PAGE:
Clear the Area Around the Unit

Shrubs, debris and plants can lead to unnecessary buildup around the outdoor condenser unit during the summer, which can hamper the flow of air. Make sure that you keep the area around the condenser unit clean and clear in order to help it operate at peak efficiency.

For portable air conditioners, be sure that the exhaust hose is not extended to its maximum length. This will decrease the unit’s efficiency. Also, clear any surrounding objects that will hinder the air flow out of the unit. Be sure nothing is pressed against the back of the unit, as well. This will cause the compressor to overheat.

Window units should also be cleared of any obstructions to ensure an uninterrupted flow of air. Remove any screens on your window when using a window air conditioner, as well.

HVAC Units
photo credit

Other Ways to Keep Yourself Cool

There are other ways that you can keep cool during the summer without having to rely so much on your air conditioning system. If you exercise outdoors, try to change your schedule so that you exercise either early in the morning or during the late evening when it’s not as hot. This will keep you from having to crank up the air conditioner when you get back inside out of the heat.

It’s also a good idea to keep a spray bottle of water in the fridge so that you can give yourself a quick spritz whenever you come back into the house after exercising or doing yard work. You could even add a few ice cubes to your spray bottle for a little extra refreshment.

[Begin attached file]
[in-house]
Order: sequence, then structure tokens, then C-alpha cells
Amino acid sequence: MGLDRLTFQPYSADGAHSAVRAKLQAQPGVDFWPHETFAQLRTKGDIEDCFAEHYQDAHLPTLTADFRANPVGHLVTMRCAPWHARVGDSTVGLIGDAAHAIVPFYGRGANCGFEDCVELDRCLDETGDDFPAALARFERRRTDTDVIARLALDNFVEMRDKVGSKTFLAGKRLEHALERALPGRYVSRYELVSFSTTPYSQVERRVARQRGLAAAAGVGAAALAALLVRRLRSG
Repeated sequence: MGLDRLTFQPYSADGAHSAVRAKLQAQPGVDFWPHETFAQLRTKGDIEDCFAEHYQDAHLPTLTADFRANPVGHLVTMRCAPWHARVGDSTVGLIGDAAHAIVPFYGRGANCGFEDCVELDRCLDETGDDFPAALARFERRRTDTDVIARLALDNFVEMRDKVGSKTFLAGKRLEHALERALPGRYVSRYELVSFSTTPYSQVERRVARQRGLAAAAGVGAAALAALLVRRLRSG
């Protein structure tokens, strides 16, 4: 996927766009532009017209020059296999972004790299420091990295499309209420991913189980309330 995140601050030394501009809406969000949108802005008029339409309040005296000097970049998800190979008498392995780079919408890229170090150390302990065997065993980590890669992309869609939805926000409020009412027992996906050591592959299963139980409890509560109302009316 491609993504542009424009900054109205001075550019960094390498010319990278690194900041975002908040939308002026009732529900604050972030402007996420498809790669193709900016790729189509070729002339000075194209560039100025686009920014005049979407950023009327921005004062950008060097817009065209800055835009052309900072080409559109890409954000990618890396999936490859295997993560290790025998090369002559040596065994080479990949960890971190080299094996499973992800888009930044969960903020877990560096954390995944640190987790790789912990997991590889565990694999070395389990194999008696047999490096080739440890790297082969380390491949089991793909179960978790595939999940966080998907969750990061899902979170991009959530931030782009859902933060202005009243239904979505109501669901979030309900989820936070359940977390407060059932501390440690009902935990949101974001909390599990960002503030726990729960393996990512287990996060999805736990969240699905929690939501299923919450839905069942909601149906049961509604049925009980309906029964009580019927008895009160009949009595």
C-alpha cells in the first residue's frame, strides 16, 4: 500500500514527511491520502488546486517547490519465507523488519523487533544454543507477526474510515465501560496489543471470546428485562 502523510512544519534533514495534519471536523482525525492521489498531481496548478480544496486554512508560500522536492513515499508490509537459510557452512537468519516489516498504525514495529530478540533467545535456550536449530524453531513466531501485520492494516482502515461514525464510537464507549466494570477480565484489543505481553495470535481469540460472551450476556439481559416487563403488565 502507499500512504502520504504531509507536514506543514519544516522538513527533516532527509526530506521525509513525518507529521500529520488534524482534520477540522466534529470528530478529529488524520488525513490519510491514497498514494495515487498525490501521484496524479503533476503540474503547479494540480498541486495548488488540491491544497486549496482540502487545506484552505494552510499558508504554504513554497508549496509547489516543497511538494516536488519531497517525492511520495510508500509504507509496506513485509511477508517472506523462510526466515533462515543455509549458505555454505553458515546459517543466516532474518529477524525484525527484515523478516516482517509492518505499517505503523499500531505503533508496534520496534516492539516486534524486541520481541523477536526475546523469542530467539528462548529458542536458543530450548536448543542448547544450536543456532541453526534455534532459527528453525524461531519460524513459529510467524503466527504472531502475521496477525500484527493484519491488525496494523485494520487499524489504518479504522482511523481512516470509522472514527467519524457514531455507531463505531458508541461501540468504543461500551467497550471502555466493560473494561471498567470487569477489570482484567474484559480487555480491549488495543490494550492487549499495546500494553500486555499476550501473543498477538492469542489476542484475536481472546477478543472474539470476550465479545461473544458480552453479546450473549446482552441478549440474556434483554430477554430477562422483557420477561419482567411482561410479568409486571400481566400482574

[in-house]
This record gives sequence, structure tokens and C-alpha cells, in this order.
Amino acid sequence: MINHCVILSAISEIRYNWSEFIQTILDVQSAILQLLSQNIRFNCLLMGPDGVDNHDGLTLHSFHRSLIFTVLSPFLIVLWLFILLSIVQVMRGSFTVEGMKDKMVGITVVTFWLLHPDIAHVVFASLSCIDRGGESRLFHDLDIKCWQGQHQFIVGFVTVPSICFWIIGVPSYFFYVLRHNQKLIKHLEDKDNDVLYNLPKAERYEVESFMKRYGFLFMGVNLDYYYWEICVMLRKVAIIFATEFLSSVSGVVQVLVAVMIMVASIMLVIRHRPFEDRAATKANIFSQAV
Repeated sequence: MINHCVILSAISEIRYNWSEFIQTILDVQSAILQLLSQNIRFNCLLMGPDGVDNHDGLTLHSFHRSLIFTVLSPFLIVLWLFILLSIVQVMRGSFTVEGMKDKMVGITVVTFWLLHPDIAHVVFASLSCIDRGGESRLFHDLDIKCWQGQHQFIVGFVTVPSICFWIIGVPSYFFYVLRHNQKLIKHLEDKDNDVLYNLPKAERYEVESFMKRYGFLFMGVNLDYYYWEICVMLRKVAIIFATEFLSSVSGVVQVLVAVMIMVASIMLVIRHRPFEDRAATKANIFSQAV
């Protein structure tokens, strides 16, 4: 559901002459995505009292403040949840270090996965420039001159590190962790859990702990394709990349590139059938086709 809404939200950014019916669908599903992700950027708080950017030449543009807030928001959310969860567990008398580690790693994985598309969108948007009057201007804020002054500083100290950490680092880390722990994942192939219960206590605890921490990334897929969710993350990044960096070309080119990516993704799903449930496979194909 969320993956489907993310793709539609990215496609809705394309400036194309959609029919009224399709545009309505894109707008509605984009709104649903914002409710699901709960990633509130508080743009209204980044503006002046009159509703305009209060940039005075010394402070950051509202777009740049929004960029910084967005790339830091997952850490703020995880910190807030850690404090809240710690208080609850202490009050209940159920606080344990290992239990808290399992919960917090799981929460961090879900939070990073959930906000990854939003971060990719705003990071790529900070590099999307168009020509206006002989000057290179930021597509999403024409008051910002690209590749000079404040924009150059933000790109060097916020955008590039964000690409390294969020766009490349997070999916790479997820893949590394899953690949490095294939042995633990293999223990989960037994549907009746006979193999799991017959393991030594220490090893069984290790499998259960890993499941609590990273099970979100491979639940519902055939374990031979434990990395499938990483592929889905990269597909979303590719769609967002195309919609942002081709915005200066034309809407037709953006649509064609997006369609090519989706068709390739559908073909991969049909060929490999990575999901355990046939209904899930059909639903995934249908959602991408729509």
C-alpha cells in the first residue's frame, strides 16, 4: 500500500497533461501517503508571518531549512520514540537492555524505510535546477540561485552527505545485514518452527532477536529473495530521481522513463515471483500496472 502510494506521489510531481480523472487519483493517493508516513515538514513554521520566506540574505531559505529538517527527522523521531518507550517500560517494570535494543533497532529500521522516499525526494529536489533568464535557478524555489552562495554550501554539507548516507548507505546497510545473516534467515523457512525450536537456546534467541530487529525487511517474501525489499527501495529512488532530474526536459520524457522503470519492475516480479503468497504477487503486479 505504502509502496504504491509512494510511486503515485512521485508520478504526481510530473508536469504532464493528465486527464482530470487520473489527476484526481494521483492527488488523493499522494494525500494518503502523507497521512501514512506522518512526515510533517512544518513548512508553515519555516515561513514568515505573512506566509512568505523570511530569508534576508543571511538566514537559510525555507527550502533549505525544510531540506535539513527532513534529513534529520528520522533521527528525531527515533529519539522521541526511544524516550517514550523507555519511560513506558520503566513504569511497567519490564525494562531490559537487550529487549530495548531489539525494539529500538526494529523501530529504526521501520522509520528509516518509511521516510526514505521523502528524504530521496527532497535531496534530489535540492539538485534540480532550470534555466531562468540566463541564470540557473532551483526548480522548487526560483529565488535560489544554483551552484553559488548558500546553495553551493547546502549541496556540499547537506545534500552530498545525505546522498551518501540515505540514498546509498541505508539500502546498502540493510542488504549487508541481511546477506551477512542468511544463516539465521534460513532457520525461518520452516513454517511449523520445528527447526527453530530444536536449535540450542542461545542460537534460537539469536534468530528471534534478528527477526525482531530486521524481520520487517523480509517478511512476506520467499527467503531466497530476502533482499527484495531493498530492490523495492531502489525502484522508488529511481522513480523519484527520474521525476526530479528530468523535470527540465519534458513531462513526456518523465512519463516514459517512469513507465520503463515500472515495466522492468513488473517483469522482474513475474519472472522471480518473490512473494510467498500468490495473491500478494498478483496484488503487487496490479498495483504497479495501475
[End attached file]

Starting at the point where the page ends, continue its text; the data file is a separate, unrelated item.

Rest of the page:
Besides a spray bottle of water, it’s also a good idea to keep a moisturizing lotion or cream inside of the fridge so that you can apply it to tired feet after walking around in the summer heat.

Make sure that you drink plenty of water on hot days, not only to stay cool, but to also stay hydrated. If you can, try to always have a bottle of water in the freezer so that you can grab it whenever you head out. The melting ice will keep the water nice and cool. Stay away from alcoholic and caffeinated beverages since they can lead to dehydration.

Whenever you’re feeling hungry, opt for small snacks and small meals made up of cold fruit or low fat dairy products. By cooking hot food over a hot stove, not only are you overheating yourself, you’re also making your air conditioning unit work harder to combat the higher temperatures. If you do have something going on the stove, it’s recommended to turn on your vent hood to help expel some of the heat.

Whether you use a central, portable, or window air conditioner, with these summer cooling tips, you and your home are sure to remain nice and cool this summer season.

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Sarah

About Author

Sarah is a savvy urbanite with small town roots. As a foodie, wine lover & adventurer, she loves the bustling city and the great outdoors equally. Her motto is that you don’t have to sacrifice comfort, convenience, or fresh air for small-scale urban living.